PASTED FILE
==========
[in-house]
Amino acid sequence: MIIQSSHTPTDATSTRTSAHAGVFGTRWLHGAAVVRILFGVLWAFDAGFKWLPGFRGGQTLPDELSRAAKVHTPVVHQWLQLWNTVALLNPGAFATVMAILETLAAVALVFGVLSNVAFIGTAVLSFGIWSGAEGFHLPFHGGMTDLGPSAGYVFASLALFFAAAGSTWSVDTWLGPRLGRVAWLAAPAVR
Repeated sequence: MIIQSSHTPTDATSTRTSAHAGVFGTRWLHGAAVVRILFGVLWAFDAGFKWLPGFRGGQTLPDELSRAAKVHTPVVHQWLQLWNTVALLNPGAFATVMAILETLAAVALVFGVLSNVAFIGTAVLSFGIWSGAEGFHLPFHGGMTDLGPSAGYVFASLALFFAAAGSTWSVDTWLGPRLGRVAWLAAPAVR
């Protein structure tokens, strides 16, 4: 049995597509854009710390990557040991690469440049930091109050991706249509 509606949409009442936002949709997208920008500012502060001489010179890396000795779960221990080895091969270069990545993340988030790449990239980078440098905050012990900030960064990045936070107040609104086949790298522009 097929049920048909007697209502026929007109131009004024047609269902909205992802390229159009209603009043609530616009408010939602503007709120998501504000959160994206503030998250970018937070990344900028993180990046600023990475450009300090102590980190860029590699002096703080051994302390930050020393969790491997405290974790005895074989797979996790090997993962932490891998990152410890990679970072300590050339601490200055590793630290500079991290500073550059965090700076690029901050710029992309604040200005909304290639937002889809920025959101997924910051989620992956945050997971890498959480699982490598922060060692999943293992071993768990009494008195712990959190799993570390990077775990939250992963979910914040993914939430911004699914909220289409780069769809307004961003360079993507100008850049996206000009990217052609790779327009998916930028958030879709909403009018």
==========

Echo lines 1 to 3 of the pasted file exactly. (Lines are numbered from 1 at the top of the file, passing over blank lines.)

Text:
[in-house]
Amino acid sequence: MIIQSSHTPTDATSTRTSAHAGVFGTRWLHGAAVVRILFGVLWAFDAGFKWLPGFRGGQTLPDELSRAAKVHTPVVHQWLQLWNTVALLNPGAFATVMAILETLAAVALVFGVLSNVAFIGTAVLSFGIWSGAEGFHLPFHGGMTDLGPSAGYVFASLALFFAAAGSTWSVDTWLGPRLGRVAWLAAPAVR
Repeated sequence: MIIQSSHTPTDATSTRTSAHAGVFGTRWLHGAAVVRILFGVLWAFDAGFKWLPGFRGGQTLPDELSRAAKVHTPVVHQWLQLWNTVALLNPGAFATVMAILETLAAVALVFGVLSNVAFIGTAVLSFGIWSGAEGFHLPFHGGMTDLGPSAGYVFASLALFFAAAGSTWSVDTWLGPRLGRVAWLAAPAVR